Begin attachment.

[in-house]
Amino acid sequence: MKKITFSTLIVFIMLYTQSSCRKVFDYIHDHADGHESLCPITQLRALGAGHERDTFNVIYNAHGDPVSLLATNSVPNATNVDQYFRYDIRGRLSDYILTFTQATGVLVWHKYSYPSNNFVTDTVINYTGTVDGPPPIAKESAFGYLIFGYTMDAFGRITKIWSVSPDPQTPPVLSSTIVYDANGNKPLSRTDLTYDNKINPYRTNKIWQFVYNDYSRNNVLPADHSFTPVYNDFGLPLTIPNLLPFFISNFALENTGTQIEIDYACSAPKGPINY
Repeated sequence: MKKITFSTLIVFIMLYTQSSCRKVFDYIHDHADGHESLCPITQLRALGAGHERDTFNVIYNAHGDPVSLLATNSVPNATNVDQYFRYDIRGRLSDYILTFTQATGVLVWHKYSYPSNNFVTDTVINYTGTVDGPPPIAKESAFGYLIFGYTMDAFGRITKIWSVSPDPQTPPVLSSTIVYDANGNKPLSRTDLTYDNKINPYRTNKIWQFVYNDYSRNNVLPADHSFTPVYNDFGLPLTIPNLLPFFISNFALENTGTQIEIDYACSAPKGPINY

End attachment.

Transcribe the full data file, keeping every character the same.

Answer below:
[in-house]
Amino acid sequence: MKKITFSTLIVFIMLYTQSSCRKVFDYIHDHADGHESLCPITQLRALGAGHERDTFNVIYNAHGDPVSLLATNSVPNATNVDQYFRYDIRGRLSDYILTFTQATGVLVWHKYSYPSNNFVTDTVINYTGTVDGPPPIAKESAFGYLIFGYTMDAFGRITKIWSVSPDPQTPPVLSSTIVYDANGNKPLSRTDLTYDNKINPYRTNKIWQFVYNDYSRNNVLPADHSFTPVYNDFGLPLTIPNLLPFFISNFALENTGTQIEIDYACSAPKGPINY
Repeated sequence: MKKITFSTLIVFIMLYTQSSCRKVFDYIHDHADGHESLCPITQLRALGAGHERDTFNVIYNAHGDPVSLLATNSVPNATNVDQYFRYDIRGRLSDYILTFTQATGVLVWHKYSYPSNNFVTDTVINYTGTVDGPPPIAKESAFGYLIFGYTMDAFGRITKIWSVSPDPQTPPVLSSTIVYDANGNKPLSRTDLTYDNKINPYRTNKIWQFVYNDYSRNNVLPADHSFTPVYNDFGLPLTIPNLLPFFISNFALENTGTQIEIDYACSAPKGPINY